COLUMBUS, Ohio (AP) -- Central Ohio clergy have formed a coalition dedicated to abolishing Ohio's death penalty.
The Interfaith Coalition to Stop Execution includes Protestants, Jews, Catholics and other religions. Many members have spent nights and weekends protesting the executions of inmates since Wilford Berry was put to death in 1999, the state's first execution since 1963.
They acknowledged it would be a struggle to convince lawmakers and even their own congregations to support their cause.
''No issue has a bigger gap, I'm told, between the pulpit and the pew than capital punishment,'' said the Rev. Richard Burnett, rector of Trinity Episcopal Church, where the group held a Sept. 5 news conference.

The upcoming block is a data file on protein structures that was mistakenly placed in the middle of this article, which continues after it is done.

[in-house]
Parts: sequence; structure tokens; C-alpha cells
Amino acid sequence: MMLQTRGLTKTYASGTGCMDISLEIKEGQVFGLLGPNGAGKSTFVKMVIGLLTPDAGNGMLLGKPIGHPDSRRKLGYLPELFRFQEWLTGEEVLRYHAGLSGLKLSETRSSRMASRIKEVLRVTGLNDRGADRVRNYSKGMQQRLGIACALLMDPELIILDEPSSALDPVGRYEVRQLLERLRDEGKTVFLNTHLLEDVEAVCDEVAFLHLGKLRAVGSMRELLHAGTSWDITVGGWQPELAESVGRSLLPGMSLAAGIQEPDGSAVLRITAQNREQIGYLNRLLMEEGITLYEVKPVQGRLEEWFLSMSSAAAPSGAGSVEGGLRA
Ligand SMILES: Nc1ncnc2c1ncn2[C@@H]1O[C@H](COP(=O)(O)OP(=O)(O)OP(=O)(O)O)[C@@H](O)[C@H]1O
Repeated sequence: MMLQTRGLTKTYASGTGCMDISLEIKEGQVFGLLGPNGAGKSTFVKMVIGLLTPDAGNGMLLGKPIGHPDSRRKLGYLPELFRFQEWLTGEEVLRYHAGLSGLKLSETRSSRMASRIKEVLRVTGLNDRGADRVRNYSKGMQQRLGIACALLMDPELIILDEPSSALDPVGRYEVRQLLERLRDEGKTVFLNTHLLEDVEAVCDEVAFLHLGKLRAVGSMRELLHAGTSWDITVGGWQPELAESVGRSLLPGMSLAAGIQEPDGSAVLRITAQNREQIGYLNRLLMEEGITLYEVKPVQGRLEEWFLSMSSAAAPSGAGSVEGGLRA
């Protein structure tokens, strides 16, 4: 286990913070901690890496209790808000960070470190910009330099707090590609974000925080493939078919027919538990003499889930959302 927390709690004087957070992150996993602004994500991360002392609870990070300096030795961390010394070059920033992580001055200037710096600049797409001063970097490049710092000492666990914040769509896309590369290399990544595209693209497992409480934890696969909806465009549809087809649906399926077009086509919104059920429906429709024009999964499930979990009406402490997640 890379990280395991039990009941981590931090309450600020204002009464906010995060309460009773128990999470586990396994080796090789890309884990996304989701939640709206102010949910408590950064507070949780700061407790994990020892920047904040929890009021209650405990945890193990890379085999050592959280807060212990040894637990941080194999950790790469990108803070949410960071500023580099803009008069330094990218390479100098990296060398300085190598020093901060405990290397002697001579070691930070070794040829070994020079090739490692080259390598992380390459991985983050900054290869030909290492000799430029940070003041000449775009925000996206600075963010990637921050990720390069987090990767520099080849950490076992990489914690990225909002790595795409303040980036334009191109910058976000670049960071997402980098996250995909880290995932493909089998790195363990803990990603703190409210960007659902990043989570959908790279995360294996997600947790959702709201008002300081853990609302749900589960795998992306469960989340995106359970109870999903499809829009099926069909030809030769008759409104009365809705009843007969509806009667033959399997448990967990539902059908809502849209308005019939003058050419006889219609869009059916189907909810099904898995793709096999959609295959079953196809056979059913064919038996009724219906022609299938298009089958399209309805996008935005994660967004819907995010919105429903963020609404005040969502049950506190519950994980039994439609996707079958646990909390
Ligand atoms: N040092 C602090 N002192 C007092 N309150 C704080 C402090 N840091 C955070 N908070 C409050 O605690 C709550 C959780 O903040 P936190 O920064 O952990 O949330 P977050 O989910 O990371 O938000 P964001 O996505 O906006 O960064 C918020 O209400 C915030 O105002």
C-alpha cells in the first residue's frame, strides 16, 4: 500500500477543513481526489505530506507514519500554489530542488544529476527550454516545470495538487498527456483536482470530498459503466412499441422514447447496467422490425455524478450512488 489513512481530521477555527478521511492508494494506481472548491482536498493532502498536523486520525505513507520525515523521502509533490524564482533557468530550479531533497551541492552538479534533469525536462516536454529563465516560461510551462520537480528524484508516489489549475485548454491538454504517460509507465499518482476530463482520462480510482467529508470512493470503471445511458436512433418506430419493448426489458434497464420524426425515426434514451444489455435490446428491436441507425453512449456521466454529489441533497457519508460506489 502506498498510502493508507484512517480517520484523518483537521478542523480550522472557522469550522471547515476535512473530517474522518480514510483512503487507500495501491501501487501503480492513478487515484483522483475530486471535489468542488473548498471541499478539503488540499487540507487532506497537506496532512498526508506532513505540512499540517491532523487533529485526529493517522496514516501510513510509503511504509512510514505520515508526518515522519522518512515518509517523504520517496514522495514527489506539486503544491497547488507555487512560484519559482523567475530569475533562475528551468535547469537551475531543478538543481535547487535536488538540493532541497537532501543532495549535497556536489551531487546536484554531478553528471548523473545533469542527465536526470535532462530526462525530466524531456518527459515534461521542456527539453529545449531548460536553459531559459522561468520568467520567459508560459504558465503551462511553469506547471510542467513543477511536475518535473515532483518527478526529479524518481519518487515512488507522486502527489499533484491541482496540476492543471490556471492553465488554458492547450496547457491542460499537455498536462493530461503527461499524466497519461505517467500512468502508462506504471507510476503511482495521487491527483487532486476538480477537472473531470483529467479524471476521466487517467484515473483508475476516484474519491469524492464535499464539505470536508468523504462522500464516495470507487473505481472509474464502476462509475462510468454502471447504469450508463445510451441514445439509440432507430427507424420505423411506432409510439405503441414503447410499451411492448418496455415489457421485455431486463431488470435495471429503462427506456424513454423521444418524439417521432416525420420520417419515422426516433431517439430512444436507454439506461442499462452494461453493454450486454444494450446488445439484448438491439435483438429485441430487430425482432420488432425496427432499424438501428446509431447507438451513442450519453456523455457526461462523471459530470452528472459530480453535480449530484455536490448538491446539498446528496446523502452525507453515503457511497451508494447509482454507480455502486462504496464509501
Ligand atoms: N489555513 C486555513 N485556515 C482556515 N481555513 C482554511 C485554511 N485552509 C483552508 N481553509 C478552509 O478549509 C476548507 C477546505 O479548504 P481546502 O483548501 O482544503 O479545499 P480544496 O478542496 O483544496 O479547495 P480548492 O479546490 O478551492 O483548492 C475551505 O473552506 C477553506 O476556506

Rep. James Trakas, an Independence Republican and death penalty opponent, said it was unlikely lawmakers would consider legislation to abolish capital punishment before next year's elections. Currently, there is little support for the idea in the House, Trakas said.
The coalition wants a moratorium placed on the death penalty immediately while they work to convince the Legislature to study the idea.
''Justice needs to be pursued with justice,'' Rabbi Howard Apothaker said. ''We believe there is no crime for which the taking of a human life by society is justified. That judgment needs to be left only to the divine.''
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